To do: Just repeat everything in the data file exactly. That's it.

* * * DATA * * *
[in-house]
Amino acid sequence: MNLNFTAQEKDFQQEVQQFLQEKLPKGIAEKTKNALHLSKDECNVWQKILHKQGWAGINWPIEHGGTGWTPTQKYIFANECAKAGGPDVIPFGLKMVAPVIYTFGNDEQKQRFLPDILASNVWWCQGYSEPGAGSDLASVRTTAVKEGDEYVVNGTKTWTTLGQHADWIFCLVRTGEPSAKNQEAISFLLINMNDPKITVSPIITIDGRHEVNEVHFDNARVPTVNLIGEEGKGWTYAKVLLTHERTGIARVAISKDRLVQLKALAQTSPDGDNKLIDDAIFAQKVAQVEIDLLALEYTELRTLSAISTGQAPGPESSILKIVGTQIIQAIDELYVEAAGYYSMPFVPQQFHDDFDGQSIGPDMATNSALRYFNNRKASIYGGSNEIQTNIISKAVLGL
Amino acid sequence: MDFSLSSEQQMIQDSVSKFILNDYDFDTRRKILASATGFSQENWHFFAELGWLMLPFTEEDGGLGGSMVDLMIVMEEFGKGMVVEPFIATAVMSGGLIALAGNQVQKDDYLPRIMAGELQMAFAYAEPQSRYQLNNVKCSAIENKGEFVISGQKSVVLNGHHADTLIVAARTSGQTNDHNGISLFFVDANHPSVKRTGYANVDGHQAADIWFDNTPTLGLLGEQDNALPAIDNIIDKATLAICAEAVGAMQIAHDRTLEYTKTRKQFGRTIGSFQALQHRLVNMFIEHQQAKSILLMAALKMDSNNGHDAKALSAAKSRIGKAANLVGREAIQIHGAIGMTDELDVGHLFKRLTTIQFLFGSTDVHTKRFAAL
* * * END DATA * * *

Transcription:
[in-house]
Amino acid sequence: MNLNFTAQEKDFQQEVQQFLQEKLPKGIAEKTKNALHLSKDECNVWQKILHKQGWAGINWPIEHGGTGWTPTQKYIFANECAKAGGPDVIPFGLKMVAPVIYTFGNDEQKQRFLPDILASNVWWCQGYSEPGAGSDLASVRTTAVKEGDEYVVNGTKTWTTLGQHADWIFCLVRTGEPSAKNQEAISFLLINMNDPKITVSPIITIDGRHEVNEVHFDNARVPTVNLIGEEGKGWTYAKVLLTHERTGIARVAISKDRLVQLKALAQTSPDGDNKLIDDAIFAQKVAQVEIDLLALEYTELRTLSAISTGQAPGPESSILKIVGTQIIQAIDELYVEAAGYYSMPFVPQQFHDDFDGQSIGPDMATNSALRYFNNRKASIYGGSNEIQTNIISKAVLGL
Amino acid sequence: MDFSLSSEQQMIQDSVSKFILNDYDFDTRRKILASATGFSQENWHFFAELGWLMLPFTEEDGGLGGSMVDLMIVMEEFGKGMVVEPFIATAVMSGGLIALAGNQVQKDDYLPRIMAGELQMAFAYAEPQSRYQLNNVKCSAIENKGEFVISGQKSVVLNGHHADTLIVAARTSGQTNDHNGISLFFVDANHPSVKRTGYANVDGHQAADIWFDNTPTLGLLGEQDNALPAIDNIIDKATLAICAEAVGAMQIAHDRTLEYTKTRKQFGRTIGSFQALQHRLVNMFIEHQQAKSILLMAALKMDSNNGHDAKALSAAKSRIGKAANLVGREAIQIHGAIGMTDELDVGHLFKRLTTIQFLFGSTDVHTKRFAAL